The Use of Drones in Mining

Drones and the digital mine

Drones, otherwise known as Unmanned Aerial Vehicle Systems, (UAV or UAS) are beginning to have a profound effect on mining. The regulatory process is catching up with the technology, and by 2022, the international drone market is expected to be worth US$21.23 billion, growing at a rate of about 20 percent annually.

  • UAS Sales Manager, Bryan Baker, and Mine Planning Specialist, Johnny Lyons-Baral, explain the many advantages of using UAS and point clouds in blast optimization and general mining operations. Watch here.

Hexagon Mining is shaping change by applying UAVs to solve challenges in the industry: better blast optimization, improved safety, faster surveying, and construction of the most comprehensive and continuous project datasets.

Foot traffic is not allowed or is ill-advised in many parts of a mine. Obtaining measurements with a surveying rod, total station or GNSS can be problematic. UAV aerial photography and remote sensing allow us to capture all that information without putting someone in harm’s way.

Aerial photogrammetry has been around for as long as the airplane. For mining though, a manned aircraft was too expensive and too inconvenient for regular airborne photogrammetry. Unmanned aircraft systems (UAS) are a natural fit for mining and the advent of the lithium polymer battery has transformed development of airborne photogrammetry.

Data can now be captured in near real time from areas that would otherwise be inaccessible or unsafe for staff. Whether it’s for blast fragmentation, stockpile volumes, or any other mine-related activity, data can be captured quickly and safely.

Leica Geosystems subsidiary, Aibotix, is at the forefront of pushing photogrammetry’s boundaries with its core product, the Aibot X6. The Aibot X6 is an autonomously flying hexacopter, specifically designed for demanding tasks in surveying, mining, and industrial inspection. Equipped with a high level of artificial intelligence, this UAV reaches almost any target and can independently create high resolution images and videos. A unique feature of the Aibot X6 offers the possibility to adapt varying kinds of sensors, such as hyper- and multispectral sensors, infrared and thermal sensors and sensors for other industry-specific missions.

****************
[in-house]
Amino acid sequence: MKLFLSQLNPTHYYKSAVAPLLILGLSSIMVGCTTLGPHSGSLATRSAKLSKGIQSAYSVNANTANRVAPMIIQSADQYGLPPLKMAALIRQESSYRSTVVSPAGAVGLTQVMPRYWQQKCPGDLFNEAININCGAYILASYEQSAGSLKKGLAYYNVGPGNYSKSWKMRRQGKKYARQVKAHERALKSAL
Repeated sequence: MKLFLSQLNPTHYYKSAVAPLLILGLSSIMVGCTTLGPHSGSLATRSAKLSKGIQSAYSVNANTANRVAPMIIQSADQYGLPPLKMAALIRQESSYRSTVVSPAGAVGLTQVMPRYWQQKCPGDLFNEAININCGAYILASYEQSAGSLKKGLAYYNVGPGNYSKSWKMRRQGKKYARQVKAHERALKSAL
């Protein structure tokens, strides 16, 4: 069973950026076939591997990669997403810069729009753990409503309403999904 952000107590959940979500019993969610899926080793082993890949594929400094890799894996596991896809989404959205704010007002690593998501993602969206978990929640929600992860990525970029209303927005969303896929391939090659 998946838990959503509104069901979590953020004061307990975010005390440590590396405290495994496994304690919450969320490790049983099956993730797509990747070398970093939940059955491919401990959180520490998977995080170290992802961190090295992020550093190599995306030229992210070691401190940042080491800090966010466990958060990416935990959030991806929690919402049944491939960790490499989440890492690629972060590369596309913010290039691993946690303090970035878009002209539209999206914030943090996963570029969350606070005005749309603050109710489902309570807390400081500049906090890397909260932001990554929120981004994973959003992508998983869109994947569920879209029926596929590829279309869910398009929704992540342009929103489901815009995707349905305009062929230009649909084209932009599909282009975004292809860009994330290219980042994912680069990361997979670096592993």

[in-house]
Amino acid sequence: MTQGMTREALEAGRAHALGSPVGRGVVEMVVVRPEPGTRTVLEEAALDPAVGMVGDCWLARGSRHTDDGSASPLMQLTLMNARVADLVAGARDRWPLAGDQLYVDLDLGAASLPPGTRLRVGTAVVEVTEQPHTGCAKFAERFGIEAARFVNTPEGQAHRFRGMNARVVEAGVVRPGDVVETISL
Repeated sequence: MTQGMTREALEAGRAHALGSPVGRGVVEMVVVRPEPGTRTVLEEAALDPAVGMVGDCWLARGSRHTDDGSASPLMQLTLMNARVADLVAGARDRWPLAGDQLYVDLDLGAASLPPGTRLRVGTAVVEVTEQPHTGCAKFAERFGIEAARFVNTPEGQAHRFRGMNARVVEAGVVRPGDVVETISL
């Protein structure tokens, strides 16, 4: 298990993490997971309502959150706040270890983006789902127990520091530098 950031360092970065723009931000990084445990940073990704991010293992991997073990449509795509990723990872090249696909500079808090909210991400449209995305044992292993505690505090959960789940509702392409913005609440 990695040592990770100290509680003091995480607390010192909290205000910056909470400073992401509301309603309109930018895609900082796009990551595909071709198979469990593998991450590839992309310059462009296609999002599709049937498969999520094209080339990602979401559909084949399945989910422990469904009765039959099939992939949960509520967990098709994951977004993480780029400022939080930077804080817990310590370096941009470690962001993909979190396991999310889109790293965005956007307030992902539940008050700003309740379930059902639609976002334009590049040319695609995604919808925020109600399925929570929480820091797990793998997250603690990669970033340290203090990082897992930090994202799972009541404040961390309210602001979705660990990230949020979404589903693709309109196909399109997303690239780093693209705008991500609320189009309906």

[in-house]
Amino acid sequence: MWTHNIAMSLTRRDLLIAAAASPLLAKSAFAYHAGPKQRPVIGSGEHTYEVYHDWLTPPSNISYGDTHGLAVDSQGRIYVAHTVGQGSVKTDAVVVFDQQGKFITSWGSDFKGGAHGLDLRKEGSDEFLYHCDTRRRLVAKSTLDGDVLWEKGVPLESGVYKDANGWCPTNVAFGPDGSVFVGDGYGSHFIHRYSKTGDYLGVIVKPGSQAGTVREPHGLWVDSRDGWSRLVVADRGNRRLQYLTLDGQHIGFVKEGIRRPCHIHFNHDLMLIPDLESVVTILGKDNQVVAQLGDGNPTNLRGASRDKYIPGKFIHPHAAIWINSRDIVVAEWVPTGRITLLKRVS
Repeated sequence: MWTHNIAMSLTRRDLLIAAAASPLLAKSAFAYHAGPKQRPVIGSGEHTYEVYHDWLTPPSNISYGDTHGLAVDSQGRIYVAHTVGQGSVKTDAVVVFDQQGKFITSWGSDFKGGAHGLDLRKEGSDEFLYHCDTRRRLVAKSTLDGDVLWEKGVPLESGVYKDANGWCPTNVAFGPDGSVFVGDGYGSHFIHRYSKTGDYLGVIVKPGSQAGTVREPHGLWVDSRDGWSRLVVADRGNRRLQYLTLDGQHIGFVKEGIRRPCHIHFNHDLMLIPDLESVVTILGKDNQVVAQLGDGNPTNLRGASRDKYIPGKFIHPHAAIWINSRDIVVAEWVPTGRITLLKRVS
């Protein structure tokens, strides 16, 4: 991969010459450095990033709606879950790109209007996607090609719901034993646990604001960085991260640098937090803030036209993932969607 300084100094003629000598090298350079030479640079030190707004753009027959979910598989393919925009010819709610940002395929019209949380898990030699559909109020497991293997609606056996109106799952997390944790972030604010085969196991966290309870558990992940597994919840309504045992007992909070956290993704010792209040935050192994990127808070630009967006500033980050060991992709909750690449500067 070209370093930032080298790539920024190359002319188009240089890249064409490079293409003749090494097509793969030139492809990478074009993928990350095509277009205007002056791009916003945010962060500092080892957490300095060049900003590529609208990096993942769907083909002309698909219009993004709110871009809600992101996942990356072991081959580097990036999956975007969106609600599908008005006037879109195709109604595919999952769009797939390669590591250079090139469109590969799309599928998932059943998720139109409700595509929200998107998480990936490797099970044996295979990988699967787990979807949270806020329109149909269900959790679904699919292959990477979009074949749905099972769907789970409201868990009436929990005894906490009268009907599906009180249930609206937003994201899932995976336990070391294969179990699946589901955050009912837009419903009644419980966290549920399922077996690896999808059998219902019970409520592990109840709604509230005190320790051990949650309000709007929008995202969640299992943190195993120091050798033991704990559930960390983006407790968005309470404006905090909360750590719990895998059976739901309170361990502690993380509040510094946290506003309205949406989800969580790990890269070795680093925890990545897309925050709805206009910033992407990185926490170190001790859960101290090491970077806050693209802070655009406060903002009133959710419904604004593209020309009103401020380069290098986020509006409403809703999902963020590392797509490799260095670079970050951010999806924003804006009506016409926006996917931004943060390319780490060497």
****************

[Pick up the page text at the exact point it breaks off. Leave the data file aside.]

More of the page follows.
Data captured by the Aibot X6 commercial UAV and the software solutions of Aibotix and Hexagon allow mines to generate orthophotos, 3D models, and high-density point clouds with great accuracy. The Aibot’s ability to hover and take photos at any angle make it ideally suited to stockpile and muck pile monitoring and analysis, plus rock mass characterization, and plant, equipment and highwall inspections.

MineSight mine planning software is well equipped to handle point clouds. Its point-cloud data type features a high level of detail rendering capability, akin to a gaming rendering. The software is capable of displaying billions of points at a time, averaging out points in the pixels with level detail rendering, saving computer memory while displaying high-resolution images. MineSight’s Point Cloud Mesher turns large data sets into topographic surfaces, tunnels, drifts and stopes, and any other solids and surfaces available from point clouds. It allows mines to quickly go from field capture to usable data for optimization. The tool removes errors and noise from the data to ensure clean surfaces are available for downstream processes. The color point cloud can be displayed over the optimized surface to allow feature extraction and geologic interpretation.

For larger-scale aerial surveys, Leica recently added the long-range capabilities of the RF-70 fixed wing UAV. The RF-70 can fly up to one hour at higher speeds, allowing it to survey one square mile (640 acres) per flight. This UAV can survey the entire pit, tailings impoundments, waste dumps, and leach pads.

With all the flight planning and data capture features of the Aibot, the newer RF-70 UAV is a complementary partner to provide mines with the tools they need to quickly and easily map their entire mine. The addition of terrestrial laser scanners completes the surveying picture, inside and out. The digital mine of the future will need all of these remote surveying sensors along with automated control and processing software to create complete digital project models.

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